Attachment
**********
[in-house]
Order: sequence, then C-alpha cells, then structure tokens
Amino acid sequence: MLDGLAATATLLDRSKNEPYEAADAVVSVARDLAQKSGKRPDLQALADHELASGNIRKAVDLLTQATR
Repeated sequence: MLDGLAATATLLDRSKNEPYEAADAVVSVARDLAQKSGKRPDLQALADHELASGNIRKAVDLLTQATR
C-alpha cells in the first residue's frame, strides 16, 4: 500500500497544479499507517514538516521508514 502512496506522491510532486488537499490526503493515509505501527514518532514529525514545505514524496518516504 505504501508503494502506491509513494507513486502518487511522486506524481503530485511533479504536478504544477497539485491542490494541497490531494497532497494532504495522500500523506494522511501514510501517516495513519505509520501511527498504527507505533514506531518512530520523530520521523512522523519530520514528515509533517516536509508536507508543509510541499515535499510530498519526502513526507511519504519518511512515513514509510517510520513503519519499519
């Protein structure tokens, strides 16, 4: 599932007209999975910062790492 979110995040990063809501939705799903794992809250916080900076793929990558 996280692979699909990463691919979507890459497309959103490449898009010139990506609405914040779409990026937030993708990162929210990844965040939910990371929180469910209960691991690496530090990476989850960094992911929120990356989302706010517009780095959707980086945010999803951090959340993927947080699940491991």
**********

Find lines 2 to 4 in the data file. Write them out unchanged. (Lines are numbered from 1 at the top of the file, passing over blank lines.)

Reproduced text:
Order: sequence, then C-alpha cells, then structure tokens
Amino acid sequence: MLDGLAATATLLDRSKNEPYEAADAVVSVARDLAQKSGKRPDLQALADHELASGNIRKAVDLLTQATR
Repeated sequence: MLDGLAATATLLDRSKNEPYEAADAVVSVARDLAQKSGKRPDLQALADHELASGNIRKAVDLLTQATR